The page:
rmann said. The benefits of going to Campus Philly are more than just being able to hear music and see bands play for free. You can sign up to be part of their weekly e-mail list, and even sign up to take part in their online internship fair and gain professional contacts. If you want to learn more about Campus Philly check out their Web site or talk to Megan Pellegrino, senior English and Communications major, who is Campus Philly’s editor-inchief.

Philly museums open doors Students take advantage of free sites jessica wegelin staff writer

Campus Philly College Day welcomed all students Saturday, Sept. 27 who attend college in the Philadelphia area to participate in an all-day, free extravaganza to kick off the start of a new school year. Students escaped the campus life, and ventured out into the streets of Philly to experience a day of free museums, music, food, shopping and socializing with other students from nearby Philadelphia schools. Students from all over were enthusiastic about the exhibitions, programs and free passes to 12 different institutions. Shuttle buses were even available to take you around to the different museums. “The shuttle buses made it so much easier to visit more museums in less time than walking. I got a lot more out of the free museums offered with the help from the buses taking me from place to place,” Marianne Lucarelli, junior pharmaceutical marketing major from Saint Joseph’s University, said. All of the institutions were open from 10 a.m. to 5 p.m., which gave everyone the opportunity to experience as many institutions as they wanted. “We got to the city around 1 p.m. and stayed until 8:30 p.m.

so we were pretty much there all day. My friends and I went to The Franklin Institute, The Philadelphia Art Museum and The Eastern State Penitentiary. It was a lot of fun and there were a lot of people from surrounding colleges,” Tara Evison, junior psychology major, said. This is an annual event organized by the City of Philadelphia, the Philadelphia Museum of Art and 10 other institutions. The other institutions available were the Rodin Museum, Free Library of Philadelphia, the Galleries at Moore College of Art and Design, the Academy of Natural Sciences, the Franklin Institute, the University of Pennsylvania Museum of Archaeology and Anthropology, Institute of Contemporary Art at the University of Pennsylvania, Pennsylvania Academy of the Fine Arts, the National Constitution Center and the Eastern State Penitentiary. “It took a lot of people to make this event successful. This year we had a cultural partners tent of representatives from the respective places to make it more organized and offer more information to the students. This brought more students out and interested in what was going on at Campus Philly College Day,” Mathew Palczynski, staff lecturer for Western Art, said.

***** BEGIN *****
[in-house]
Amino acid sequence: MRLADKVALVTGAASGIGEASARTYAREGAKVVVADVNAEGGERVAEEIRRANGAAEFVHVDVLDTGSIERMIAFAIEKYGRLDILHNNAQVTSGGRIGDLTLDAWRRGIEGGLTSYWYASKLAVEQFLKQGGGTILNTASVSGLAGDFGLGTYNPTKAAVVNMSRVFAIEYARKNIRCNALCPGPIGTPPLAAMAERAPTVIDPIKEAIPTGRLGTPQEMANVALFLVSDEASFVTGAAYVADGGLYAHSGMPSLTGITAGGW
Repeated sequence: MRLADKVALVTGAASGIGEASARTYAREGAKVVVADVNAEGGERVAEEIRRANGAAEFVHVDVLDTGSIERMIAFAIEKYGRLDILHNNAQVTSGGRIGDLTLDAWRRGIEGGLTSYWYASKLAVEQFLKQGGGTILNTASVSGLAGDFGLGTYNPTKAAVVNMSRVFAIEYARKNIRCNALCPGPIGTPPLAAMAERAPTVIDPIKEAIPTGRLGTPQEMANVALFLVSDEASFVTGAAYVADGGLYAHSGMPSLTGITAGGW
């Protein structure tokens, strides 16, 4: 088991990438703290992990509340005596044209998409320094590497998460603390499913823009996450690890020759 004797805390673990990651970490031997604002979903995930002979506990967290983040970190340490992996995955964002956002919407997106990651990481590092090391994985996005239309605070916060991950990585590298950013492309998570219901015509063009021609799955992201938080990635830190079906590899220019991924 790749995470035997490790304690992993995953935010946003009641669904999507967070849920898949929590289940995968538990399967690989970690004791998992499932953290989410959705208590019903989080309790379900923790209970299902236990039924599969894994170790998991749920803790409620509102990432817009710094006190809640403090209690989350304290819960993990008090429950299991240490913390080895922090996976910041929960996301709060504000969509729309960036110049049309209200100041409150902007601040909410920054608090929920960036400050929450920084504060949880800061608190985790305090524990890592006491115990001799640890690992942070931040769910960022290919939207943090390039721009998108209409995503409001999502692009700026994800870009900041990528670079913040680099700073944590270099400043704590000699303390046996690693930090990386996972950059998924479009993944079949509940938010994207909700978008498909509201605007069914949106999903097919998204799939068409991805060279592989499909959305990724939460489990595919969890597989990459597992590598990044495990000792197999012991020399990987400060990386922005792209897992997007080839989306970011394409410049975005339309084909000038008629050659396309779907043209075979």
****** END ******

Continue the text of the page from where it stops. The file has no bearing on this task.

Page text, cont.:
Thursday, Oct. 9, 2008



Exercise-induced asthma linked to sweat levels Sweat does more than keep the body cool katie engell staff writer

Every athlete benefits from proper hydration and nutrition, especially those athletes who are predisposed to exercise-induced asthma (EIA). Elite athletes have exhibited exercise-induced asthma because of their highly competitive nature. Dr. Warren Lockette and researchers of the Naval Medical Center in San Diego have recently linked exercise-induced asthma with low sweat levels. They’ve proven that an athlete’s ability to sweat does more than keep the body cool. There is an indication that athletes who sweat less tend to have a hyperactive airway, which leads to EIA. Lockette composed a study involving 56 athletes and he gave each athlete two different kinds of medications. Methacholine was the first medication used to constrict the athletes’ airways. The second medication, pilocarpine, induced sweating. Lockette found a correlation indicating athletes most sensitive to methacholine were least sensitive to pilocarpine. The cause and effect relationship is not confirmed. There is an indication that athletes with exercise-induced asthma sweat less. “It’s hard to tell why people perspire. Further investigation on the correlation between exerciseinduced asthma and sweat will need to be released before answers can be finalized,” Dr. George Kenis, pediatrician, said. Exercise can trigger an asthma attack in those who do